Her Agenda: You have played many strong female characters in very male dominated fields. These women are tough, leaders, but what are some of the nuances you bring to these characters that women who may not have a similar personality or profession can learn from these characters to feel empowered?
Alysia Reiner: In the case of OITNB or Better Things which I am doing now or How to Get Away with Murder I didn’t write the characters. I am not the creator. I try to create [as] nuanced and complex a characterization as possible. I make sure these characters are not just one note. You see different sides of her given the parameters of what’s on the page. If a character is written very strong I find places as an actress to show vulnerability. As a [producer] when I created the character of Samantha [in the movie Equity] it was really important for me to create a woman who is very strong and is out to get the bad guys but also is a mother and is married to an African American woman. I wanted to show as complex and interesting and as real a woman as we can. After being on OITNB and playing someone who wasn’t as open to the LGBTQ community and had biases against Latinas and African American women, I wanted to go against that character and create a much more accepting soul.
Her Agenda: Thinking back to your late 20s what was your biggest fear or concern? How were you able to overcome it?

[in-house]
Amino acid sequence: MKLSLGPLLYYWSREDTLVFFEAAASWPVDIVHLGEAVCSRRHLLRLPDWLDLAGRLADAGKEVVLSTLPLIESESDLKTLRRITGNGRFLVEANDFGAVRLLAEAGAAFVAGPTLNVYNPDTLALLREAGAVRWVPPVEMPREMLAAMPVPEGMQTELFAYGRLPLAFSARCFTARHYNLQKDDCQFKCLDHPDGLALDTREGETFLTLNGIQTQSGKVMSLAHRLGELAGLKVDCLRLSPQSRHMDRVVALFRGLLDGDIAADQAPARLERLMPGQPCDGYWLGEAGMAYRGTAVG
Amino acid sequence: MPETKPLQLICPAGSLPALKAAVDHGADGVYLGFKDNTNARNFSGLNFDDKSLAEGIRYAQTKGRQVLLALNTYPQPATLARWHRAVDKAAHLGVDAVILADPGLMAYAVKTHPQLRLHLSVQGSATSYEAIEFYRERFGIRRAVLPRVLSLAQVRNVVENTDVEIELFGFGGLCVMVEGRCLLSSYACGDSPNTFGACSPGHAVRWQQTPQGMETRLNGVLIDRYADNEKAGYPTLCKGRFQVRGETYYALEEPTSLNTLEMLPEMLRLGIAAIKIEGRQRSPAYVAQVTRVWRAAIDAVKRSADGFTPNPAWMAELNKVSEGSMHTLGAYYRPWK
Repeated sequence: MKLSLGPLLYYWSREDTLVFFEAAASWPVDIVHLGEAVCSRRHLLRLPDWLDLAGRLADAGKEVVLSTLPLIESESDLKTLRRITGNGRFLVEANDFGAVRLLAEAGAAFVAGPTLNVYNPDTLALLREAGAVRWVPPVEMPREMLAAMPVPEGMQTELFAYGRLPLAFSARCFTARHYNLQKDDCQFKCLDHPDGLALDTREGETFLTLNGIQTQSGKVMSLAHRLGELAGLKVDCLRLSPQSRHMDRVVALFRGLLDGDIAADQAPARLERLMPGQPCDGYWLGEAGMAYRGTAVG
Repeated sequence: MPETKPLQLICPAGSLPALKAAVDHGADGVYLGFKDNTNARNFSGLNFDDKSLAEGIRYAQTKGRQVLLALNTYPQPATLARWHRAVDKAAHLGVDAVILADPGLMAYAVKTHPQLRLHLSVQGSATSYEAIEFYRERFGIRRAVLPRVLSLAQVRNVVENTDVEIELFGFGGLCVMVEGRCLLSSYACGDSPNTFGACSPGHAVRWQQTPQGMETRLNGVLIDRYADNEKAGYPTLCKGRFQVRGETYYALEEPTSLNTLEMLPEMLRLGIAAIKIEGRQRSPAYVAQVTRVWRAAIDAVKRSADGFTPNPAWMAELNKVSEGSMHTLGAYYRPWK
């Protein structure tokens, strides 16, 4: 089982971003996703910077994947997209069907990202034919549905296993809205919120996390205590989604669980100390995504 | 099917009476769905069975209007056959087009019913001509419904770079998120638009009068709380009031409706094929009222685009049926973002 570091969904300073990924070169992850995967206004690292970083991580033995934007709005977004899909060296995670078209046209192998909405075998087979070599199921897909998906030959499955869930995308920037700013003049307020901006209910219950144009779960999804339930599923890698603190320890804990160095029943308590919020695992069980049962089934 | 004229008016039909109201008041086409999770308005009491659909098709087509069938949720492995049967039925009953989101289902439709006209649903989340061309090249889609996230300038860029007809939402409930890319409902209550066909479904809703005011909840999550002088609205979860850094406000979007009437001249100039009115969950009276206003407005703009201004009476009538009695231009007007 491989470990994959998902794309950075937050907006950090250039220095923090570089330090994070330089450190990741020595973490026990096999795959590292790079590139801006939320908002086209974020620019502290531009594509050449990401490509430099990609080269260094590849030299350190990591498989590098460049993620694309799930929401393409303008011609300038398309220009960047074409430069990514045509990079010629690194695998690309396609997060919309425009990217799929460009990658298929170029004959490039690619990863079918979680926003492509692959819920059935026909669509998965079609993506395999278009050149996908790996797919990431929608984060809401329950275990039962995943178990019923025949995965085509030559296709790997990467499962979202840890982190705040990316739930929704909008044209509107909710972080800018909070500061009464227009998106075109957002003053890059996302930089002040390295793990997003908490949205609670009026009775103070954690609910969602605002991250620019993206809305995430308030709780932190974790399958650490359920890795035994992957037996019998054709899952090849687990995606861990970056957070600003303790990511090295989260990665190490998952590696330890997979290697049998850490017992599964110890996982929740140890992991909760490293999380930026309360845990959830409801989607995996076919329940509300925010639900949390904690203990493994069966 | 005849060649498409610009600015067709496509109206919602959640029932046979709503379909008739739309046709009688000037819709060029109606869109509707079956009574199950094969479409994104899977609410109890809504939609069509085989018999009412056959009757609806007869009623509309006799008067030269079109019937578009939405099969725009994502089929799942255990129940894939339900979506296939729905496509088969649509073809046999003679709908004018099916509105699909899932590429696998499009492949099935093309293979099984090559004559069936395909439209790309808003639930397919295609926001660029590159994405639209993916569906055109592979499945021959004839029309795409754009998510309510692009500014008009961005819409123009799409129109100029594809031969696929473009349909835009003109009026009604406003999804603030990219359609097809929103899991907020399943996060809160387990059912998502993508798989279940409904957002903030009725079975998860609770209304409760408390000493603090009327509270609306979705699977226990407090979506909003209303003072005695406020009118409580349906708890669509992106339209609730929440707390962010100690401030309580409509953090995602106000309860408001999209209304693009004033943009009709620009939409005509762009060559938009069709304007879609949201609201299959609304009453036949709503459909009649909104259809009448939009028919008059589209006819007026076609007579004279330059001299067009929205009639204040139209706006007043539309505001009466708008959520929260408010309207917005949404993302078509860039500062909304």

Alysia Reiner: One of my biggest fears was not making a mark in the world, not being important and not being seen. I have definitely overcome that. What I’ve learned is just take the action that you can in a day and let go of the rest. Another thing that was really important to me to was achieve a certain level of success before I had a child. I waited until I was in my thirties to have my daughter. Were I to do it all over again, I wish I had been less fearful of my ability to balance it all. My truth is once I had [my daughter], I was just as productive as I ever was. She brings so much joy and meaning into my life. I wish I hadn’t limited myself in having her. [And] perhaps had her earlier to enjoy that earlier.
Her Agenda: Wearing so many hats, how do you practice self-care and stay productive?
Alysia Reiner: Self-care is the place I could work on the most. It is one of my biggest challenges. The place where I lose it is sleep. I am not willing to loose time with my daughter. Then there’s a lot of work so I stay up to 2 am to catch up with it all. I don’t think that’s a great choice or a healthy choice. I think self care is incredibly important. You do it one minute at a time. I try to find moments of gratitude everyday. I do a 5 minute yoga set with my daughter. It’s very easy to get caught up in all things that you have to do. Then I remember the words of my SoulCycle teacher which is “I get to,” then I think how blessed am I that I get to do all these things.
Her Agenda: You are a trailblazer in some many ways, what advice do you have for millennial age women about blazing their own trails?
Alysia Reiner: The most important thing is [to] keep checking in with your heart and what your heart wants and take massive action from that. Make sure you are really doing things from your heart and not your head, and not Instagram and what people may think of you. Also dreams are really beautiful and amazing but you have to take massive action in order for them to happen.
[Editor’s note: This feature was published on October 31st, 2016. It has been edited for length and clarity.]